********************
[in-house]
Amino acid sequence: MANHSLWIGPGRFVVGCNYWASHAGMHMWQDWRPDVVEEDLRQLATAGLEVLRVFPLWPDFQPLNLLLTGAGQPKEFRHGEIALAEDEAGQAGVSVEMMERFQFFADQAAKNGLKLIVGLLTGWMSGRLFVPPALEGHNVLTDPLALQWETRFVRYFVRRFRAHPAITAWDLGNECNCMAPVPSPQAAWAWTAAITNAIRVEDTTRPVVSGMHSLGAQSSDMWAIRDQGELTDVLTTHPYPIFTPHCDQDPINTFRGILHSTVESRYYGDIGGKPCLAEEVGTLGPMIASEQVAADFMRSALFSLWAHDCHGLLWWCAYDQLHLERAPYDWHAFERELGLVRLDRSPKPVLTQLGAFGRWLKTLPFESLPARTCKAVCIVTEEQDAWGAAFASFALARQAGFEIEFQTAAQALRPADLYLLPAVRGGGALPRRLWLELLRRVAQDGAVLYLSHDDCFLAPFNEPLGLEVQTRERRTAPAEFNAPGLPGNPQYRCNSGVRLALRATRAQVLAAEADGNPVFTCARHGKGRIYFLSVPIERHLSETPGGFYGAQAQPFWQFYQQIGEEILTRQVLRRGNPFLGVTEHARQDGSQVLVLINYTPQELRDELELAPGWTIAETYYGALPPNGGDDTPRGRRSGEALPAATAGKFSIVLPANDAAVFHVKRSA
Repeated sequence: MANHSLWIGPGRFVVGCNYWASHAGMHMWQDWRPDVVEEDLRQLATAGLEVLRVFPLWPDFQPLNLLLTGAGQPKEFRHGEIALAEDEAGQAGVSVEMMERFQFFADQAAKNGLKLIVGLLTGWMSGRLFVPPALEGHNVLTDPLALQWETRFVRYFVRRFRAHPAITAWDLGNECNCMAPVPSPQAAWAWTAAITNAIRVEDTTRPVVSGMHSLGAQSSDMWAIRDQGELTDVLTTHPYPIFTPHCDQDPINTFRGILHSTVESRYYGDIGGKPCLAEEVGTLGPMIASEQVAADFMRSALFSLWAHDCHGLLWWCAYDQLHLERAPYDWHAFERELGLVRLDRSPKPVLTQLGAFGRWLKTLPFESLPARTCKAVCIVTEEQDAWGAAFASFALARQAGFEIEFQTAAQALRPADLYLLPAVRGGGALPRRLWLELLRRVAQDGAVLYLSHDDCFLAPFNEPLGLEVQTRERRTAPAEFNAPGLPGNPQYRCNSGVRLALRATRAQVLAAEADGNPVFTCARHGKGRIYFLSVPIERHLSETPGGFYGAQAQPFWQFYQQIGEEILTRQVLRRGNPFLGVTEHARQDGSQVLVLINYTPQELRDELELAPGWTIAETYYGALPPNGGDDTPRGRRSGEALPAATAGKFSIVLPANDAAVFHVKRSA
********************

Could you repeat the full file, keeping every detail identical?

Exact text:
[in-house]
Amino acid sequence: MANHSLWIGPGRFVVGCNYWASHAGMHMWQDWRPDVVEEDLRQLATAGLEVLRVFPLWPDFQPLNLLLTGAGQPKEFRHGEIALAEDEAGQAGVSVEMMERFQFFADQAAKNGLKLIVGLLTGWMSGRLFVPPALEGHNVLTDPLALQWETRFVRYFVRRFRAHPAITAWDLGNECNCMAPVPSPQAAWAWTAAITNAIRVEDTTRPVVSGMHSLGAQSSDMWAIRDQGELTDVLTTHPYPIFTPHCDQDPINTFRGILHSTVESRYYGDIGGKPCLAEEVGTLGPMIASEQVAADFMRSALFSLWAHDCHGLLWWCAYDQLHLERAPYDWHAFERELGLVRLDRSPKPVLTQLGAFGRWLKTLPFESLPARTCKAVCIVTEEQDAWGAAFASFALARQAGFEIEFQTAAQALRPADLYLLPAVRGGGALPRRLWLELLRRVAQDGAVLYLSHDDCFLAPFNEPLGLEVQTRERRTAPAEFNAPGLPGNPQYRCNSGVRLALRATRAQVLAAEADGNPVFTCARHGKGRIYFLSVPIERHLSETPGGFYGAQAQPFWQFYQQIGEEILTRQVLRRGNPFLGVTEHARQDGSQVLVLINYTPQELRDELELAPGWTIAETYYGALPPNGGDDTPRGRRSGEALPAATAGKFSIVLPANDAAVFHVKRSA
Repeated sequence: MANHSLWIGPGRFVVGCNYWASHAGMHMWQDWRPDVVEEDLRQLATAGLEVLRVFPLWPDFQPLNLLLTGAGQPKEFRHGEIALAEDEAGQAGVSVEMMERFQFFADQAAKNGLKLIVGLLTGWMSGRLFVPPALEGHNVLTDPLALQWETRFVRYFVRRFRAHPAITAWDLGNECNCMAPVPSPQAAWAWTAAITNAIRVEDTTRPVVSGMHSLGAQSSDMWAIRDQGELTDVLTTHPYPIFTPHCDQDPINTFRGILHSTVESRYYGDIGGKPCLAEEVGTLGPMIASEQVAADFMRSALFSLWAHDCHGLLWWCAYDQLHLERAPYDWHAFERELGLVRLDRSPKPVLTQLGAFGRWLKTLPFESLPARTCKAVCIVTEEQDAWGAAFASFALARQAGFEIEFQTAAQALRPADLYLLPAVRGGGALPRRLWLELLRRVAQDGAVLYLSHDDCFLAPFNEPLGLEVQTRERRTAPAEFNAPGLPGNPQYRCNSGVRLALRATRAQVLAAEADGNPVFTCARHGKGRIYFLSVPIERHLSETPGGFYGAQAQPFWQFYQQIGEEILTRQVLRRGNPFLGVTEHARQDGSQVLVLINYTPQELRDELELAPGWTIAETYYGALPPNGGDDTPRGRRSGEALPAATAGKFSIVLPANDAAVFHVKRSA